The 'New Yorker' Lampoons Comey's Firing & United Airlines

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The upcoming issue of the New Yorker satirizes James Comey and United Airlines in one fell swoop, thus connecting two high-profile but otherwise disparate controversies. The artwork depicts Attorney General Jeff Sessions as an airport security officer, dragging the former FBI director through the aisles as Donald Trump, playing the role of a United Airlines official, watches on approvingly.

At first glance, the cover is amusing but also a bit perplexing. After all, what in the world do the firing of the FBI director and the United Airlines passenger-dragging controversy have in common? The answer is... a lot!

United Airlines was in a public relations disaster in April when video emerged of a security officer dragging a man through the aisle of a United Airlines plane. Apparently, the man had been told to leave the flight because it was overbooked, but refused to relinquish his seat. The image of the bloodied passenger being forcefully pulled across the floor was appalling to just about everybody who watched the video, and hardly seemed like an appropriate response. Although United Airlines' CEO eventually apologized, he first compounded the issue by sending a letter to employees that essentially blamed the passenger for the incident.

It might sound bizarre, but President Trump's shocking decision on Tuesday to fire Comey follows the same rough contours as the United Airlines dust-up. Just like like the airline, Trump used his position of power to take unprecedented action against somebody he had deemed unruly. (In subsequent interviews, the president described Comey as "a showboat" and "a grandstander.) As with the United controversy, Trump's decision prompted immediate and widespread outrage. And according to multiple reports, Trump didn't anticipate that his actions would be so controversial, which appeared to be the case with United as well.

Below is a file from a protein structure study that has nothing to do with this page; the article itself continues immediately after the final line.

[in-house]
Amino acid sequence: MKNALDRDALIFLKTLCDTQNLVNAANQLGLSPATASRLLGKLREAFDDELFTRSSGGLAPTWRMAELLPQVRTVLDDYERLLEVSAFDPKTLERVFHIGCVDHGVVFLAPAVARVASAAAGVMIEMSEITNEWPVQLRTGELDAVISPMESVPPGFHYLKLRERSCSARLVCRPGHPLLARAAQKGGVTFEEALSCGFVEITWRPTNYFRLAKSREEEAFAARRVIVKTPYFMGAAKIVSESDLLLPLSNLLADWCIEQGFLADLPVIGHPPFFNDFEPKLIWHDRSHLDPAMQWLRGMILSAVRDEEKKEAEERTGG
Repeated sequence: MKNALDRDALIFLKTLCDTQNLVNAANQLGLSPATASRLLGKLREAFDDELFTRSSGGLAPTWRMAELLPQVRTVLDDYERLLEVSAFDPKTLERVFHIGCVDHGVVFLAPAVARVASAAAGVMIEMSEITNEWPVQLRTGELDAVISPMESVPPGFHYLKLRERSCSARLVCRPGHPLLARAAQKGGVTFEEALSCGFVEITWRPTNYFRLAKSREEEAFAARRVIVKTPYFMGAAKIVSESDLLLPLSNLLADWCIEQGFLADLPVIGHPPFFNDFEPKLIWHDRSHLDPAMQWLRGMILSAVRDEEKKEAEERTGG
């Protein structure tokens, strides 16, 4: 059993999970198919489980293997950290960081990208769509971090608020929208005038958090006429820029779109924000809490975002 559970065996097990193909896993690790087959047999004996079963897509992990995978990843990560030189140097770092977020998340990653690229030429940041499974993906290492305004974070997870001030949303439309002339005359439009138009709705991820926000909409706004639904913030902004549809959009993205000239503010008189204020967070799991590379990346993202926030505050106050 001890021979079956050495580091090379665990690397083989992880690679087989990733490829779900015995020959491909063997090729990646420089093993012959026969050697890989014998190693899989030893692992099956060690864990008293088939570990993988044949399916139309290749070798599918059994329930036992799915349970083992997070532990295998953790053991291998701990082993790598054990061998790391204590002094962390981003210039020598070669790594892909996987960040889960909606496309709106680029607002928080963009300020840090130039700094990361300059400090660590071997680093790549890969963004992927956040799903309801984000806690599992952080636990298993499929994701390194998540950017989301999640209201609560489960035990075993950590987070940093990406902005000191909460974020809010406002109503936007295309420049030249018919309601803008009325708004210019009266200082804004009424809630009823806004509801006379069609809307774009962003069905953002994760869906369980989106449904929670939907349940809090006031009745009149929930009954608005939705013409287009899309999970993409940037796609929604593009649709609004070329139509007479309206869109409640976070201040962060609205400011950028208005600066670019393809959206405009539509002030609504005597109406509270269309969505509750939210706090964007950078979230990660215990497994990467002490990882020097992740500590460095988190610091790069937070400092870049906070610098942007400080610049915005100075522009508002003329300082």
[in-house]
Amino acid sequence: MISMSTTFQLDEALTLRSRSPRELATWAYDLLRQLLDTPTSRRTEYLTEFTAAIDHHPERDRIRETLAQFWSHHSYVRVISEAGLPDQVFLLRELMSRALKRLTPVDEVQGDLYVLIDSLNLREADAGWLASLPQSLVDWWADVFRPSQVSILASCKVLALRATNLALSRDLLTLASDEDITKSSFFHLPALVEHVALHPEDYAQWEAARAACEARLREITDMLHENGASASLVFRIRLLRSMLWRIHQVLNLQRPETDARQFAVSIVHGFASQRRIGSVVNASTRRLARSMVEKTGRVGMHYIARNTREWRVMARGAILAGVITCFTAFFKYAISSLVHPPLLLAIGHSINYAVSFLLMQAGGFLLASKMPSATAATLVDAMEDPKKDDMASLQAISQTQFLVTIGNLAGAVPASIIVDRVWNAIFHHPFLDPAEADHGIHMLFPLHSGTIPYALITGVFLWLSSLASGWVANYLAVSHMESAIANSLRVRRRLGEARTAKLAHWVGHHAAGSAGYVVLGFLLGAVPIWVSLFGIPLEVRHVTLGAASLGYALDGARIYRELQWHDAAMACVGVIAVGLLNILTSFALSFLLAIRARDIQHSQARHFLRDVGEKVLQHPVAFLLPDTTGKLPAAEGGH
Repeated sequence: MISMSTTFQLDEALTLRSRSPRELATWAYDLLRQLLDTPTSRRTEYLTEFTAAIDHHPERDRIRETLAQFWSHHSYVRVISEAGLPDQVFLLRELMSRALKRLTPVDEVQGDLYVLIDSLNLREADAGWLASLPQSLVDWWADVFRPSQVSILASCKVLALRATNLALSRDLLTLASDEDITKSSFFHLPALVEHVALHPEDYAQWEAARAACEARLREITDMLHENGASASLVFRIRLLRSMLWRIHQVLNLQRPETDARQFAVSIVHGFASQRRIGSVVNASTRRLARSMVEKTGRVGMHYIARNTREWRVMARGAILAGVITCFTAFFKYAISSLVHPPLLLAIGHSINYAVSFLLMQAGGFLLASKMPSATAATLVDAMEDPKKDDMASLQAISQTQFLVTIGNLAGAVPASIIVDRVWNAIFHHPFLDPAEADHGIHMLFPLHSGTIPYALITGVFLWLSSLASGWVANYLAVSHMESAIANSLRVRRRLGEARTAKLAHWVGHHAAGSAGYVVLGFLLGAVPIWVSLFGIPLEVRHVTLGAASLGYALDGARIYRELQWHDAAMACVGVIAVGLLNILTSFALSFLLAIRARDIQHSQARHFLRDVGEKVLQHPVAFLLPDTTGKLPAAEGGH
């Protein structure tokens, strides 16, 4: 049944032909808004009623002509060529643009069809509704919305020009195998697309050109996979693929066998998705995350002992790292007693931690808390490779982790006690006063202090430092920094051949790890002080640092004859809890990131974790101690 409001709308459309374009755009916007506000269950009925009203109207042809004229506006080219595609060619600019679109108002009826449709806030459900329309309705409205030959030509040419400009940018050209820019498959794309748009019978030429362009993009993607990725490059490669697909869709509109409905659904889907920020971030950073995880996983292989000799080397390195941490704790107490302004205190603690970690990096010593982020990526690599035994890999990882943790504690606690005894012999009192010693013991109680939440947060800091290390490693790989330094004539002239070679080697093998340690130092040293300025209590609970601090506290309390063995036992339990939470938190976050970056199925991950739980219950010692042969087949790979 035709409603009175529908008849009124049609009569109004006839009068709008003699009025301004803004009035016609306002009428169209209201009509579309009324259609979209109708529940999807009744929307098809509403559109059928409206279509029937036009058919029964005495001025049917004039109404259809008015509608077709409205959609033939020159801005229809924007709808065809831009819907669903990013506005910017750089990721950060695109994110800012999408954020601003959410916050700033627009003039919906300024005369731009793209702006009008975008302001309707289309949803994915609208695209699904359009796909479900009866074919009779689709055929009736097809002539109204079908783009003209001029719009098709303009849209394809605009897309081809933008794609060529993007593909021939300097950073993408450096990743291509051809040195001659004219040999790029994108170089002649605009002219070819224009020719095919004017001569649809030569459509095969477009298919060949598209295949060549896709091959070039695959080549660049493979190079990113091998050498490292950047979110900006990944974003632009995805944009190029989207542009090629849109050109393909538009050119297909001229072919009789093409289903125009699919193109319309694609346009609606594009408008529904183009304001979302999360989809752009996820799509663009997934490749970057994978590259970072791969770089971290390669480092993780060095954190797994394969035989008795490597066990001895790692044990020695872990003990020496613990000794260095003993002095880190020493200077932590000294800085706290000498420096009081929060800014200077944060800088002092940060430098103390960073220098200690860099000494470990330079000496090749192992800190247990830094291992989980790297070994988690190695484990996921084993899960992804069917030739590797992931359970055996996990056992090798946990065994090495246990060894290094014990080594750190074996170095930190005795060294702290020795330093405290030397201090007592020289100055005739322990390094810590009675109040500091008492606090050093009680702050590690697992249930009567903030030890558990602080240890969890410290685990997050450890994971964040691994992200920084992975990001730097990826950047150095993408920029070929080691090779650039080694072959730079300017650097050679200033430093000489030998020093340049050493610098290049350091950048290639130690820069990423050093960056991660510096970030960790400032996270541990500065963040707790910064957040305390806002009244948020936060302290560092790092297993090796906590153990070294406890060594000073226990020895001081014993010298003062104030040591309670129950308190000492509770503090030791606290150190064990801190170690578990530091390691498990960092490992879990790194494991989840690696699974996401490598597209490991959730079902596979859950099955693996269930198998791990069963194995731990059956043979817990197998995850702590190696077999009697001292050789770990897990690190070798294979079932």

In a subtle nod to the nuances of the Comey firing, the New Yorker cover renders Sessions as the security guard removing Comey from the plane. It was Sessions who wrote the letter to Trump recommending that Comey be fired — and yet Trump later claimed that he "was going to fire [Comey] regardless of [Sessions'] recommendation." In that sense, Sessions was simply an intermediary, just like the security official who removed the United Airlines passenger from that plane.

The big difference between the two incidents, of course, is that the United Airlines incident didn't cause the U.S. public to raise questions of a constitutional crisis, while the firing of Comey most definitely has people asking. While the answer to that question so far appears to be no, it at least points to the fact that the two situations are not entirely equivalent.